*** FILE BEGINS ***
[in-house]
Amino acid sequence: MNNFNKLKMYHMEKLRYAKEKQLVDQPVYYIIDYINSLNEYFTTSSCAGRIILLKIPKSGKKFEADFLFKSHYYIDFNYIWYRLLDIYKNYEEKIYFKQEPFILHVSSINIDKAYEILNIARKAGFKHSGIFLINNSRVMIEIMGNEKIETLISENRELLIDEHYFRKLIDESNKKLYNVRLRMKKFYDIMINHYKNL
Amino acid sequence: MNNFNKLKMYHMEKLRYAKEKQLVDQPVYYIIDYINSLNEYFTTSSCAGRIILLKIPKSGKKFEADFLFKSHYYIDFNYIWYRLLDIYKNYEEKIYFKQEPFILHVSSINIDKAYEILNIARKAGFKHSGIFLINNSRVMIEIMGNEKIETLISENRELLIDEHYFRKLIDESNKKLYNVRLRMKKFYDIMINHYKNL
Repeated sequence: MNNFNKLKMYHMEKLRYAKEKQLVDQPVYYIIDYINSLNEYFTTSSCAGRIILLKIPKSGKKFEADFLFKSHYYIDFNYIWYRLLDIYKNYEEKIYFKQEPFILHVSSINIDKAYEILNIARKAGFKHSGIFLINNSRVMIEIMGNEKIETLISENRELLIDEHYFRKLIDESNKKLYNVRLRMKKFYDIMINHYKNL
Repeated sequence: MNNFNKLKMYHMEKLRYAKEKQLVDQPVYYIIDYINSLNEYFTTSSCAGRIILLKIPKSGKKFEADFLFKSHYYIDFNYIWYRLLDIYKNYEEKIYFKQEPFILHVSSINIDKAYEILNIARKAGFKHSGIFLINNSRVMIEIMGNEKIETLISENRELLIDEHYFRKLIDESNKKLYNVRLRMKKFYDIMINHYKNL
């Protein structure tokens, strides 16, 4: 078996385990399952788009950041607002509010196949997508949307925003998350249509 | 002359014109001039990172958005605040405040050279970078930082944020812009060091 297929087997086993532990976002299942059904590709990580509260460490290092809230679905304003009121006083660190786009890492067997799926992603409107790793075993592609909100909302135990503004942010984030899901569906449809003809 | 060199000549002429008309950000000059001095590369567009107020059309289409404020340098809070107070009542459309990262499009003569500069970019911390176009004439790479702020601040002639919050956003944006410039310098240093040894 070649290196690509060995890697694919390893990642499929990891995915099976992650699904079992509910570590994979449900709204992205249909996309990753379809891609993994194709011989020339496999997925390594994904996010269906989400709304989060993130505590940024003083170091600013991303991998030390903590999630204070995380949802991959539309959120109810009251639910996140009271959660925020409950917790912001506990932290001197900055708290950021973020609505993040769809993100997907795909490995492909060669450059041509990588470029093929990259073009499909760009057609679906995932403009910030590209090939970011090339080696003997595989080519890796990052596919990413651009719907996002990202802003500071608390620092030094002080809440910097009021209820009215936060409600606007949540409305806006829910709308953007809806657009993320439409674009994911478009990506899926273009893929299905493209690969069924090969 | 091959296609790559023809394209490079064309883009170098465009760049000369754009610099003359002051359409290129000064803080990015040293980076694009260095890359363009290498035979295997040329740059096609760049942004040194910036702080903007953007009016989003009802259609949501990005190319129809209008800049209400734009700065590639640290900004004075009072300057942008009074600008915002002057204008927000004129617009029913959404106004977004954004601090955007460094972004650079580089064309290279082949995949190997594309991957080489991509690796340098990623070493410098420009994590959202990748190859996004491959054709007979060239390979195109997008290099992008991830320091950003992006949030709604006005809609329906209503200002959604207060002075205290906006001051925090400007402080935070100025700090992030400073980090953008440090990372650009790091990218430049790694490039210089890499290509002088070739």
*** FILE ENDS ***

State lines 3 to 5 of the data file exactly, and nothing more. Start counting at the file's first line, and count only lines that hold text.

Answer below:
Amino acid sequence: MNNFNKLKMYHMEKLRYAKEKQLVDQPVYYIIDYINSLNEYFTTSSCAGRIILLKIPKSGKKFEADFLFKSHYYIDFNYIWYRLLDIYKNYEEKIYFKQEPFILHVSSINIDKAYEILNIARKAGFKHSGIFLINNSRVMIEIMGNEKIETLISENRELLIDEHYFRKLIDESNKKLYNVRLRMKKFYDIMINHYKNL
Repeated sequence: MNNFNKLKMYHMEKLRYAKEKQLVDQPVYYIIDYINSLNEYFTTSSCAGRIILLKIPKSGKKFEADFLFKSHYYIDFNYIWYRLLDIYKNYEEKIYFKQEPFILHVSSINIDKAYEILNIARKAGFKHSGIFLINNSRVMIEIMGNEKIETLISENRELLIDEHYFRKLIDESNKKLYNVRLRMKKFYDIMINHYKNL
Repeated sequence: MNNFNKLKMYHMEKLRYAKEKQLVDQPVYYIIDYINSLNEYFTTSSCAGRIILLKIPKSGKKFEADFLFKSHYYIDFNYIWYRLLDIYKNYEEKIYFKQEPFILHVSSINIDKAYEILNIARKAGFKHSGIFLINNSRVMIEIMGNEKIETLISENRELLIDEHYFRKLIDESNKKLYNVRLRMKKFYDIMINHYKNL